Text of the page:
Cervical stitching is used to reinforce the cervix in women at risk of giving birth prematurely.

Cervical stitching is used to reinforce the cervix in women at risk of giving birth prematurely.

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Common technique to prevent premature birth could actually cause it

For more than a century, surgeons have stitched up the cervices of women at risk of premature birth or miscarriage to prevent this passageway from opening up too early. But a new study suggests that the suture material most often used for these procedures could disrupt the community of bacteria in a woman’s vagina and actually increase the possibility of complications.  

The most common cervical stitch involves sewing up the base of the cervix like a coin purse early in the pregnancy and then removing the stitches in the last few weeks. There are no specific guidelines on what kind of suture material is best to use, says study co-author Phillip Bennett, an obstetrics researcher at Imperial College London. For decades, surgeons have preferred braided polyester sutures because of their perceived strength and ease of use compared with thinner nylon monofilament sutures. However, recent research has shown that the multiple fibers of these braided sutures cause them to absorb fluids and harbor bacteria, thus increasing the risk of infection. “Bacteria are able to lay down a sort of matrix on the stitch,” Bennett says, “and that matrix then forms a good substrate for them to grow on.”

To find out what impact all of this might have on the risks of cervical stitching, Bennett and colleagues looked at nearly 700 cases of women in the United Kingdom who had the procedure—also known as cervical cerclage—over the past decade. They found that 28% of those receiving braided sutures gave birth prematurely, versus 17% who got the single-fiber sutures. Furthermore, 15% of women with braided sutures had a miscarriage or stillbirth compared with 5% of those who received the nylon sutures, the team reports today in Science Translational Medicine.

The researchers then conducted their own randomized trial on 49 women receiving cervical stitches to look more closely at each suture type’s effects on the vaginal microbiome, the array of bacteria naturally found in a woman’s vagina. In a healthy pregnant woman, the vaginal microbiome is rich with bacteria of the genus Lactobacillus, which suppress invading bacteria with antibiotics and a strong acid. If that Lactobacillus population is somehow disrupted, foreign bacteria can colonize the vagina and cause inflammation in the cervix that can trigger premature birth, Bennett says. In the trial, 37% of the women receiving braided sutures had an increase in foreign bacteria growing in their vaginas, compared with none of the women receiving the nylon sutures. Still, in this small group of women, the researchers found no significant differences in miscarriage rates between the two suture materials. The small size of this trial, however, makes it difficult to draw conclusions, Bennett says.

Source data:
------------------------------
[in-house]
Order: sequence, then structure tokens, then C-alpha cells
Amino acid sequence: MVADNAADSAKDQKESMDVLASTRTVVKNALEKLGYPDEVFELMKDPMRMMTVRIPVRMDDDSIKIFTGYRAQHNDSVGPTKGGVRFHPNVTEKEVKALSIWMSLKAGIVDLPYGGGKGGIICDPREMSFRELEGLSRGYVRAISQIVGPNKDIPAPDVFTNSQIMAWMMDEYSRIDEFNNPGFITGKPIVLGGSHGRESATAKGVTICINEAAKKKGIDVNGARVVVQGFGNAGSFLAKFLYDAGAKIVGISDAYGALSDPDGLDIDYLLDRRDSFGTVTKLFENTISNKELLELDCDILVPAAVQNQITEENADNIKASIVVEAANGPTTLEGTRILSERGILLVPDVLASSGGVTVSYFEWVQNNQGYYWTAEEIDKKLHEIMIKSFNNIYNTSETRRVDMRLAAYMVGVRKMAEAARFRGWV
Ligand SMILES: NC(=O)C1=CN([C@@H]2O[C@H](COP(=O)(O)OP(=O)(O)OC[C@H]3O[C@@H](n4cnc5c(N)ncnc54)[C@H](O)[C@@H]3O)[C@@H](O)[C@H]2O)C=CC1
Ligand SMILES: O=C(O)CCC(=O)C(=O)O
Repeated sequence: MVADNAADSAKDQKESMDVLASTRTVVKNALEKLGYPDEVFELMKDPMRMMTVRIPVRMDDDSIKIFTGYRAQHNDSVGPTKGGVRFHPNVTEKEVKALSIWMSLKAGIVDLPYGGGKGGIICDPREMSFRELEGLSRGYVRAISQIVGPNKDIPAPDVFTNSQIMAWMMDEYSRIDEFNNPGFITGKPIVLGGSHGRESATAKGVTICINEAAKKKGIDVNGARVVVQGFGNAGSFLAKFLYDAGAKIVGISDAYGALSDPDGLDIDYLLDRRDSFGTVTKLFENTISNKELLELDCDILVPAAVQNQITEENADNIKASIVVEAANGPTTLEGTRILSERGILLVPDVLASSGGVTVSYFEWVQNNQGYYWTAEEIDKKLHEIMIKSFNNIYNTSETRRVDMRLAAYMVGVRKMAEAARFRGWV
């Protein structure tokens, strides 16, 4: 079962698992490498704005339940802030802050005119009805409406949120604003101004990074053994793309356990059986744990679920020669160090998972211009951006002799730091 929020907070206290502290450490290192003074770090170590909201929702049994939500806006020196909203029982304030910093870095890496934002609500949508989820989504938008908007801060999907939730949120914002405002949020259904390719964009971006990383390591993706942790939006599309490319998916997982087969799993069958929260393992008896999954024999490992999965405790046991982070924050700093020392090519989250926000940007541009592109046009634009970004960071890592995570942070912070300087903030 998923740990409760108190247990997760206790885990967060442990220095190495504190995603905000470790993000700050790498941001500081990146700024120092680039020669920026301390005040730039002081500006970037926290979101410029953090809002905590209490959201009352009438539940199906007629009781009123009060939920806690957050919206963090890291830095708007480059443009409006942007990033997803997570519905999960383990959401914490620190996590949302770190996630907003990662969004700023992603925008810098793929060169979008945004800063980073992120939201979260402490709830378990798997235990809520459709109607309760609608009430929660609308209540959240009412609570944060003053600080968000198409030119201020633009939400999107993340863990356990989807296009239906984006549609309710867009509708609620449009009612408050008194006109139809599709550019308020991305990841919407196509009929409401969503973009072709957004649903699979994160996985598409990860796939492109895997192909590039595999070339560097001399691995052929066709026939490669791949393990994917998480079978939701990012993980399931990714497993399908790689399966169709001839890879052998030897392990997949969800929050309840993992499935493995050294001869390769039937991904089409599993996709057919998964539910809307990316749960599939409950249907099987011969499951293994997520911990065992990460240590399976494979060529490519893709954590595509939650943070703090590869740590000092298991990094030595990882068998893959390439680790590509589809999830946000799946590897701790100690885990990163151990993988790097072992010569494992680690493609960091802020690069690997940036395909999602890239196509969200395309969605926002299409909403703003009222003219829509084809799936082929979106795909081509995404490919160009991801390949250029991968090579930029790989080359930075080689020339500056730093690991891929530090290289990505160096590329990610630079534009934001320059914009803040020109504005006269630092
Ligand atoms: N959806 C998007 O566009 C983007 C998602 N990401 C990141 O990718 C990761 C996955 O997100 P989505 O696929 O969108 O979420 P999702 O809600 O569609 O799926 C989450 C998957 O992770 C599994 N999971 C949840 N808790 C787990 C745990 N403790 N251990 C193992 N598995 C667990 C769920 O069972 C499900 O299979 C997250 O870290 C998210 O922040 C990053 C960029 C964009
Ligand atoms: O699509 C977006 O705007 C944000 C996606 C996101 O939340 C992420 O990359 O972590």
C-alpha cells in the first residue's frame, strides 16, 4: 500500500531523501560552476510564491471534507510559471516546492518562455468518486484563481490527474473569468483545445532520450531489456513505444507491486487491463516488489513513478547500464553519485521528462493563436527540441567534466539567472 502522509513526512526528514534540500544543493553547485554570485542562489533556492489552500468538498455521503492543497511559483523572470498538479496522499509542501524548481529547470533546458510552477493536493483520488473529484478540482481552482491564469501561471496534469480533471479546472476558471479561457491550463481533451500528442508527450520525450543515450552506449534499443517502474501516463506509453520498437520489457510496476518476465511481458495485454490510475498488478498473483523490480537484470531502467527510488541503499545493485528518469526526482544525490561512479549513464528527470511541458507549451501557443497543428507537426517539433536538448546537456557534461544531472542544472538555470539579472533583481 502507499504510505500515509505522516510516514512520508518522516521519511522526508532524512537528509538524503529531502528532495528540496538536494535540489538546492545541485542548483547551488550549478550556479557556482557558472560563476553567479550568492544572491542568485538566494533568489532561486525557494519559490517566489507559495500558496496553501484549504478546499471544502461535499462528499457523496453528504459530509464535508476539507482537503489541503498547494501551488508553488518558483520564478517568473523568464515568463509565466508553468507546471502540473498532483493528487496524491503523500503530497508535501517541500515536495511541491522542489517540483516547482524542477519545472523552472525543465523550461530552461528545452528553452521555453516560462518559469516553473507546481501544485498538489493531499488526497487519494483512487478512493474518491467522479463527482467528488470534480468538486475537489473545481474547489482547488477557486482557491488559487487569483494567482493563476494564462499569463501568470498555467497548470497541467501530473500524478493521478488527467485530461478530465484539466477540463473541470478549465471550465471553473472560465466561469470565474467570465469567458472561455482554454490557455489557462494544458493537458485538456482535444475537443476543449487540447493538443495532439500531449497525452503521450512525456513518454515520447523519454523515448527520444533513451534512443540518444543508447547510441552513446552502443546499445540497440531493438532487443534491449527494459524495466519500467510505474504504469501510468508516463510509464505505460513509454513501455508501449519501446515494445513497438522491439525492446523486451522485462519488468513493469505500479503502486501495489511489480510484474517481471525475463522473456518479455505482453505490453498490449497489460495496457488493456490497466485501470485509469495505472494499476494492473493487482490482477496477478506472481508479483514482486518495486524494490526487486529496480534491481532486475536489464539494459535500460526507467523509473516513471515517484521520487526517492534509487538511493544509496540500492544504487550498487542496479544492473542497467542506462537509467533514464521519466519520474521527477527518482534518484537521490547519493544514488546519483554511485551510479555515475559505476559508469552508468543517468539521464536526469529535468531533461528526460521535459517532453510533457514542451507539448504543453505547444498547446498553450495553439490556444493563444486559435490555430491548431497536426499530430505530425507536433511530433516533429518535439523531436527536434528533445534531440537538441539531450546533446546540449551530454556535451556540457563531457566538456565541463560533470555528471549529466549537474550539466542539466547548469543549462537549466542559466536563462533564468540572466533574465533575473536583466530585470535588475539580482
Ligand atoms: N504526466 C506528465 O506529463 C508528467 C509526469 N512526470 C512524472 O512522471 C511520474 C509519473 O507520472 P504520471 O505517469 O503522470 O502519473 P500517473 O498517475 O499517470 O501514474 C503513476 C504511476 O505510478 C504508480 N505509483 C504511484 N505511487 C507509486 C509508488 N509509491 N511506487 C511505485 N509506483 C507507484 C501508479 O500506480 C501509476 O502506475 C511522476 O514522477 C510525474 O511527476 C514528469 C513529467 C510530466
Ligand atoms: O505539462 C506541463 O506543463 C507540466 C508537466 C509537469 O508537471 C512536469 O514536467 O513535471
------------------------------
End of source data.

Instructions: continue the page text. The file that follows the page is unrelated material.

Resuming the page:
Braided sutures (top) are composed of multiple polyester fibers woven together, whereas monofilament sutures (below) are a single nylon fiber.

Braided sutures (top) are composed of multiple polyester fibers woven together, whereas monofilament sutures (below) are a single nylon fiber.

Imperial College London

Bennett and his colleagues are now studying what comprises a healthy vaginal microbiome. Eventually, this could lead to therapies, like probiotics, that could change the vaginal microbiome to reduce a woman's risk of birth complications, he says. "The few studies there have been on probiotic therapy have not been terribly encouraging, but I think that's because we need to know more about how the community of bacteria in the vagina works."

Clinical obstetrics researcher Andrew Shennan of King's College London agrees with that need for more research of cervical stitching and the vaginal microbiome. But he worries that the possibly "spurious" findings of this study will lead to hasty changes in suture material without fully understanding the risks involved. Particularly, he takes issue with the "extraordinary" rates of preterm and birth complications in Bennett’s study—much higher than the average numbers seen in previous cerclage studies that mostly used braided sutures. A 2011 study comparing different cervical stitching techniques, for example, found that just 7% of women experienced miscarriage or stillbirth using mostly braided sutures, he notes.

"My worry is people will rush to move away from one [suture material] when the other may also have problems," Shennan says. The thinness of the single-fiber nylon sutures can make them more difficult to work with, he notes, causing them to come undone before it is time for them to be removed.

Vincenzo Berghella, an obstetrics researcher at Thomas Jefferson University in Philadelphia, Pennsylvania, is also not convinced that braided sutures are riskier. He points out that in the study's randomized trial, four women receiving the nylon sutures had premature births, whereas none with the braided sutures had any, suggesting that the braided sutures still appear to be more effective at preventing premature births. "I'm not sure that I can completely buy that one is better than the other," he says.